Keynesian and Supply-Side Economics

In my view supply-side economist, the monetarist in particular, and the Keynesians, both favor central banking in regard to fractional reserve. In this respect, they are more or less the same in that Keynesian manages demand while the supply-side manage supply.

According to a supply-side economist, growth is by giving incentives to producers in order to produce goods and services and to increase flexibility by minimizing regulation. Supply-side economist aims at increasing or decreasing the money supply in order to manage the economy and manipulate the interest rate. This is in contrast to the Keynesian economist opinion that government spending and taxes affect the economy by directly changing the composition or amount of total “aggregate demand” for services and goods.

The main concern of a supply-side economist is to reduce government transfer payments, which includes welfare and social security services. This means a reduction in government spending is directly proportional to the reduction in subsidies to consumption hence the supply-side economist is not for limiting the growth of demand, as it will change its composition. On the other hand, the Keynesian theory argues that the aggregate demand is influenced by the economic decisions “both private and public”, which sometimes behave erratically (Allan, 1981). These public decisions include those on the fiscal and monetary policies.

The supply-side economist is of the opinion that excessive subsequent stimulation of demand is restricting the growth of supply due to the government taxes and regulation, which slowed the investment (Cowen, 1980). Keynesian opposes the supply-side economist opinions by arguing that changes in aggregate demand, whether anticipated or not has a greatest short-run effect on employment and real output and not on prices. This ideal is real, for instance, the Philips curve, which shows that inflation rise slowly only when there is a fall in unemployment.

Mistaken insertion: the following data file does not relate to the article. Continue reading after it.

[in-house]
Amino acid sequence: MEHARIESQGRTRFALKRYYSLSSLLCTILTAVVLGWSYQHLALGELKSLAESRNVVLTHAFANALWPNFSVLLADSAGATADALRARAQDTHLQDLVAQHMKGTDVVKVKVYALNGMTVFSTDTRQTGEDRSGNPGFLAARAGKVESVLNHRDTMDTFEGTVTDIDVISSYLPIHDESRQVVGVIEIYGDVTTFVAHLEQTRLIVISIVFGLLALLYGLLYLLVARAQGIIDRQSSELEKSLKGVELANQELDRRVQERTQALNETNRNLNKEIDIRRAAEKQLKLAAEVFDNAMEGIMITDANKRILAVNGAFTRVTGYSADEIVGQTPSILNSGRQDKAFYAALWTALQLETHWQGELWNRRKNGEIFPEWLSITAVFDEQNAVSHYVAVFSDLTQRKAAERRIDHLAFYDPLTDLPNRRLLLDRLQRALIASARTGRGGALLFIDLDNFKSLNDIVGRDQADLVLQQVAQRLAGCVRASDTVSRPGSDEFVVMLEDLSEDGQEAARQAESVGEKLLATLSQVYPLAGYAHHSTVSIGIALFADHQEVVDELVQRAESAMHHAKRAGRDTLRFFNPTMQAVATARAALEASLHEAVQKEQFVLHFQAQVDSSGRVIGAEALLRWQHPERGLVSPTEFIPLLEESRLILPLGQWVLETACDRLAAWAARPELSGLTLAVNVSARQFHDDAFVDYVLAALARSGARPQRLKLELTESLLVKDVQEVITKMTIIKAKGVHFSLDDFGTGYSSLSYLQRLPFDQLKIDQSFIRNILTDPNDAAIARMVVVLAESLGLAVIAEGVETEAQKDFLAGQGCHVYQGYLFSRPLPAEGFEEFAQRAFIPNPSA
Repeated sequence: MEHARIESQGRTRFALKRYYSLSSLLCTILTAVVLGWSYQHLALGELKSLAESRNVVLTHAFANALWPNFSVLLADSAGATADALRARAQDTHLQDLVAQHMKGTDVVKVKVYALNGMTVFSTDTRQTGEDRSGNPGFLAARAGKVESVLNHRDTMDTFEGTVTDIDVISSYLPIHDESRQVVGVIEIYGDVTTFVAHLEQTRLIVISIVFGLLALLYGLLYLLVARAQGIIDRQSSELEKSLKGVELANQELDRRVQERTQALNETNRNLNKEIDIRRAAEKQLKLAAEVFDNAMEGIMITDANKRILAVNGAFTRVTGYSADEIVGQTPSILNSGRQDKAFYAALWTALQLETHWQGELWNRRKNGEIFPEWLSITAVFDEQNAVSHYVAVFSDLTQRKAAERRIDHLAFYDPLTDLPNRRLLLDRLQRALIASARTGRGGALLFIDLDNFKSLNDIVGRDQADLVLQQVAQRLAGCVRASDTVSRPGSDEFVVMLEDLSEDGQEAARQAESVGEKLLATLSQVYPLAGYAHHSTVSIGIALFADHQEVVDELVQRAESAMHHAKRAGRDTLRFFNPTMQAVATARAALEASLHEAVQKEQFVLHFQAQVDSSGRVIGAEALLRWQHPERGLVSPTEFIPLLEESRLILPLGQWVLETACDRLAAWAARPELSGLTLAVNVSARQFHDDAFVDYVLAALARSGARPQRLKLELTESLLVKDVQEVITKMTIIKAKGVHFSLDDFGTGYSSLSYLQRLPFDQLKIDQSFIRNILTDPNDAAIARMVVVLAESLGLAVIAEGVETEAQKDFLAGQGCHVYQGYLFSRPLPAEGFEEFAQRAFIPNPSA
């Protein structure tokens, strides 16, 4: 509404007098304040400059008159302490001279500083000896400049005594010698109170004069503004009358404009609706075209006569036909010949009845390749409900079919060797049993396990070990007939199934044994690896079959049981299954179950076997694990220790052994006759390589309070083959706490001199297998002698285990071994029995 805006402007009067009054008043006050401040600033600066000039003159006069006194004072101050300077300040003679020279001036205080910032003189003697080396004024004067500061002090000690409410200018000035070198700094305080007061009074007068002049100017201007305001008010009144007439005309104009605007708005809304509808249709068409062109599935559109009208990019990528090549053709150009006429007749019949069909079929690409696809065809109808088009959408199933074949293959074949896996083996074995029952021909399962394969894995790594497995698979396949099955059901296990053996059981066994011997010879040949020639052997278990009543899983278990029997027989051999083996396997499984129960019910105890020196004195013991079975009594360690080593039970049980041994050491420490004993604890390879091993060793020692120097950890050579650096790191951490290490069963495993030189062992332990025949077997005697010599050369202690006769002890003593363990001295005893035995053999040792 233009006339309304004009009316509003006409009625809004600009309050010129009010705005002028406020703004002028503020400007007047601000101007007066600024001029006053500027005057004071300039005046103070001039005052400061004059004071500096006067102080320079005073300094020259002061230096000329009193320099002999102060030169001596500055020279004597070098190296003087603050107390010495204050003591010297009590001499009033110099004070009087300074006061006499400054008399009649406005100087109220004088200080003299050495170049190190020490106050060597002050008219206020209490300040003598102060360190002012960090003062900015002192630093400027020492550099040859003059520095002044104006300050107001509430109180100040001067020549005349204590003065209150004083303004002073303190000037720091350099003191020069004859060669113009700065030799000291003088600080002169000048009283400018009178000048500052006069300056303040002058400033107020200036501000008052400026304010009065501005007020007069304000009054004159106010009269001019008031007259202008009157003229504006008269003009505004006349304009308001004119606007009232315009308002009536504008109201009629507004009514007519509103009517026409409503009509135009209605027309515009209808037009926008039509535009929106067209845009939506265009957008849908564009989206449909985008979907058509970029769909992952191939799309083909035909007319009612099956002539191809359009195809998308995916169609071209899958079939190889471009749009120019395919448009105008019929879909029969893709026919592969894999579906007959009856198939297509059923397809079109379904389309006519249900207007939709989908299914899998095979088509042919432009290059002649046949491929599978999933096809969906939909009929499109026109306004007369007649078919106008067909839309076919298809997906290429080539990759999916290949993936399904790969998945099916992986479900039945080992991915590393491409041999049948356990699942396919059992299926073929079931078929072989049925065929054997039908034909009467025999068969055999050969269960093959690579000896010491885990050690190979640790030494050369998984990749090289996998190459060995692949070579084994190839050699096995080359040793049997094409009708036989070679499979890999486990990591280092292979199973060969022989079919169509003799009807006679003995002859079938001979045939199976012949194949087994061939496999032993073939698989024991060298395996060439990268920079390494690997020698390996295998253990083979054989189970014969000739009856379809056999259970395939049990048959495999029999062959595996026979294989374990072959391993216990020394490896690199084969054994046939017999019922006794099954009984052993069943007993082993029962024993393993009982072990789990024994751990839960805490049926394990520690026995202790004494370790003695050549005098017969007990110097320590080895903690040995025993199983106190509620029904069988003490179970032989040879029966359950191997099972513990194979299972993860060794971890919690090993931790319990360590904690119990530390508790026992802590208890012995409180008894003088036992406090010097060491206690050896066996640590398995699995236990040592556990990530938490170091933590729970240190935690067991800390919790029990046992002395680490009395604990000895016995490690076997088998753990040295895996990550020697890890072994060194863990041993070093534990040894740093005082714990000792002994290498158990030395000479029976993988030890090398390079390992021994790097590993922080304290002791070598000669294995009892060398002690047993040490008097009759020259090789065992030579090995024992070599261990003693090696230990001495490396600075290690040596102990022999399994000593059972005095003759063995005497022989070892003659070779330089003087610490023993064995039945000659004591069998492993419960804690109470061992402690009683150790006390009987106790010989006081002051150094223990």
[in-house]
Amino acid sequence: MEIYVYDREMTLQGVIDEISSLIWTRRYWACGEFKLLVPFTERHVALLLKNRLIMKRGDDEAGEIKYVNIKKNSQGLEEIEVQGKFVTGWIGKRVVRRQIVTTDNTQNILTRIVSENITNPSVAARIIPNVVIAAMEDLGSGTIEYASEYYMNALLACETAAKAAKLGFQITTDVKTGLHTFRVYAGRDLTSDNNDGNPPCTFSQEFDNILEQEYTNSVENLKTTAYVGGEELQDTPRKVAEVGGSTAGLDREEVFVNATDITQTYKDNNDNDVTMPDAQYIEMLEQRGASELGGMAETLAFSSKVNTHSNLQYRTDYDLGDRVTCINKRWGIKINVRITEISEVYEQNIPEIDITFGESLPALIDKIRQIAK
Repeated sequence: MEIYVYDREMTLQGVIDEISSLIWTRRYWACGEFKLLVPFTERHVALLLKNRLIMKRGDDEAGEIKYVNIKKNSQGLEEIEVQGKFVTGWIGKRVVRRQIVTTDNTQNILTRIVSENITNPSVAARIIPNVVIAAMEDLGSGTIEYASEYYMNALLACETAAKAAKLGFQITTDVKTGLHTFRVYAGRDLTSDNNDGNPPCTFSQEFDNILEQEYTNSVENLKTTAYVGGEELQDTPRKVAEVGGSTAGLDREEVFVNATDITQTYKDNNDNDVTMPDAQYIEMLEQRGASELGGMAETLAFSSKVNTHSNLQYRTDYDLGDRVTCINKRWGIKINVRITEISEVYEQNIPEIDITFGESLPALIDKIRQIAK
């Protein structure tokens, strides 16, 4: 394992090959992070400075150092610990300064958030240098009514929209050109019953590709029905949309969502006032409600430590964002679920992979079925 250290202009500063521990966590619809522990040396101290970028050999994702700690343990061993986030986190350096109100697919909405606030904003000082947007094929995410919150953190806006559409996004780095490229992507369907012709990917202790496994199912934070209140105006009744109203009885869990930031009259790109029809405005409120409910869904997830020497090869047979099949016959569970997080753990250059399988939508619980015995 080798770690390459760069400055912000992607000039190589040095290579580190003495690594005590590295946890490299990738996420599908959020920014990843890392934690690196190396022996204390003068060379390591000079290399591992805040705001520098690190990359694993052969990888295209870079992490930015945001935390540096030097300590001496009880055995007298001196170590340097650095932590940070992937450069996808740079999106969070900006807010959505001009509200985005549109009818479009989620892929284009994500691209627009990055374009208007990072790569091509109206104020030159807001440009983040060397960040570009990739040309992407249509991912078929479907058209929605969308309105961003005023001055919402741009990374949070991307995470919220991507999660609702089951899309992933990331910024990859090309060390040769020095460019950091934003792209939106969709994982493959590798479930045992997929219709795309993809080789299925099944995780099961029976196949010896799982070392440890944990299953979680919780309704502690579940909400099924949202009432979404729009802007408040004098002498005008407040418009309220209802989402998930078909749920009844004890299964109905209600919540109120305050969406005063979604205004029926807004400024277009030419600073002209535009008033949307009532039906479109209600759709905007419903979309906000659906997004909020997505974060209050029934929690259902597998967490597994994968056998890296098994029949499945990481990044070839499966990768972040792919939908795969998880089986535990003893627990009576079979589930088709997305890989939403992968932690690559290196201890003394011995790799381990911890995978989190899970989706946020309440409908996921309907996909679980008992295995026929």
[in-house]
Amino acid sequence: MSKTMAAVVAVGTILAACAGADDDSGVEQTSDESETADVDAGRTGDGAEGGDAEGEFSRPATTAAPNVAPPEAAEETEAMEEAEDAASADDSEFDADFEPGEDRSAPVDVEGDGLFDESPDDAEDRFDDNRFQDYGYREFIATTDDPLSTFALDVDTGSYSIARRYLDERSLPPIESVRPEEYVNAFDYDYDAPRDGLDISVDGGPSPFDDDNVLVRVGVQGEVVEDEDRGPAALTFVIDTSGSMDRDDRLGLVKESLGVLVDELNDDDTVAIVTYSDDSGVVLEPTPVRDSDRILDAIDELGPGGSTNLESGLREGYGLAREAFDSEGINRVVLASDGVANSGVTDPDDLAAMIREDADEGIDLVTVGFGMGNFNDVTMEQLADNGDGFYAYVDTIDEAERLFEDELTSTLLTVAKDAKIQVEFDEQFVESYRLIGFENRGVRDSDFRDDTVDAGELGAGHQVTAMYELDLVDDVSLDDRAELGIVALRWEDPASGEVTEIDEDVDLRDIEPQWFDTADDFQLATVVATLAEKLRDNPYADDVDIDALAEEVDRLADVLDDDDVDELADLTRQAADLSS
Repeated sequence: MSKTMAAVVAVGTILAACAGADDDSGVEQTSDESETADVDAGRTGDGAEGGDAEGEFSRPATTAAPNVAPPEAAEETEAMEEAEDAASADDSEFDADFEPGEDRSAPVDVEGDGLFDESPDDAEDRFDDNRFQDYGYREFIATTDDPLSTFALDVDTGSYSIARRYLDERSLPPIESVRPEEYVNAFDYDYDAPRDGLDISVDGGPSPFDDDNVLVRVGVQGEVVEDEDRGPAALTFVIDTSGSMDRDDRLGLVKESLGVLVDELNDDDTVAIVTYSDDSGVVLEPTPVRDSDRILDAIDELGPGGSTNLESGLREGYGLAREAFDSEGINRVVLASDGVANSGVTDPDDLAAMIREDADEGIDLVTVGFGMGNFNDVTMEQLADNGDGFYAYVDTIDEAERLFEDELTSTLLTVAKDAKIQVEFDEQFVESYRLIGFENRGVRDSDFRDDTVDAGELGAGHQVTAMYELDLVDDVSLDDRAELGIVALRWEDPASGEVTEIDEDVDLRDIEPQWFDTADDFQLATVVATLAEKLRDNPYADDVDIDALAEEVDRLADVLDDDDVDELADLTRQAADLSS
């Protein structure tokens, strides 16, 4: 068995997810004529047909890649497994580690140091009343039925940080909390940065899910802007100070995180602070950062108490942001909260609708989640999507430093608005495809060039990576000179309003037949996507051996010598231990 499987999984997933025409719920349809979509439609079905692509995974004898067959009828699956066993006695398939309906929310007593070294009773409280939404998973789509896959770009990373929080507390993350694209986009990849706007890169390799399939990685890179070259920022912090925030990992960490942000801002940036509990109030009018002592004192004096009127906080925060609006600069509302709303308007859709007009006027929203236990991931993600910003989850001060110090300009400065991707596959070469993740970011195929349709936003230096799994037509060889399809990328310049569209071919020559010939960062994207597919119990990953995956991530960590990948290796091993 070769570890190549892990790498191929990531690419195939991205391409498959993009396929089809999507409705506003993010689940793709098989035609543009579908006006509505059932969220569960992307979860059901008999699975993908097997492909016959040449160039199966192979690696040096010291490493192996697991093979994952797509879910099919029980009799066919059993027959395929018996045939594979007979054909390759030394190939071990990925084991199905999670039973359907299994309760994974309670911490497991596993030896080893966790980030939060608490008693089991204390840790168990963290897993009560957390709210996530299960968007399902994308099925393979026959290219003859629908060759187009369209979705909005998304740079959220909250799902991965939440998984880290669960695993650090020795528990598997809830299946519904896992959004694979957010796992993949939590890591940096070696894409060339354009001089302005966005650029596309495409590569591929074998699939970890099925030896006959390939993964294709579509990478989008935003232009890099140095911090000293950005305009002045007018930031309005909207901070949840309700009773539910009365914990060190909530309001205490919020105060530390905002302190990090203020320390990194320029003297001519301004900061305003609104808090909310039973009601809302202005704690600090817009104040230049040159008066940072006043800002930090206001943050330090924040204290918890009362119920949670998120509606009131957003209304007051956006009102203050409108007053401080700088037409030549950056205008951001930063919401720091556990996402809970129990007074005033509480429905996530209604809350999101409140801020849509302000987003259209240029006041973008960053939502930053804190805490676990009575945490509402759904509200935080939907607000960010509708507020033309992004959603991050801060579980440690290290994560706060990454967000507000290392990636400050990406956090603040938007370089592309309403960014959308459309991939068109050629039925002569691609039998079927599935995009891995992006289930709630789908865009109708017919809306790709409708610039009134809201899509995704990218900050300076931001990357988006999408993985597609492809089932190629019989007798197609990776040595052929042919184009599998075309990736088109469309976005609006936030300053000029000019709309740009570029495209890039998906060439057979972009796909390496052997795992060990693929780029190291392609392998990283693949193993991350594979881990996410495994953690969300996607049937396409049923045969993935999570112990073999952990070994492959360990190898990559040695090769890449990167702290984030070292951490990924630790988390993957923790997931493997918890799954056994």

Finally, the supply-side economist argues that, by making it more to invest and save, businesses will increase productivity, produce growth and raise investment, and not a recession (James, & Richard, 1980). Generally, it is no longer government verse market but rather supply management economics and Keynesian demand management economics. From the above arguments, this is evidence that the two uses different techniques to approach economy, i.e., Supply and demand side of the economy.


  1. Allan, H., (1981). Keynes General Theory: A Different Perspective, Journal of Economic Literature, 19 (l), pp. 61-67.
  2. Cowen, T., (1980). Supply-Side Economics: Another View, Policy Report, pp. 5-7.
  3. James, G., & Richard, S., (1980). The Creation of Economic Chaos: Inflation, Unemployment and the Keynesian Revolution, The Intercollegiate. pp. 3-9.

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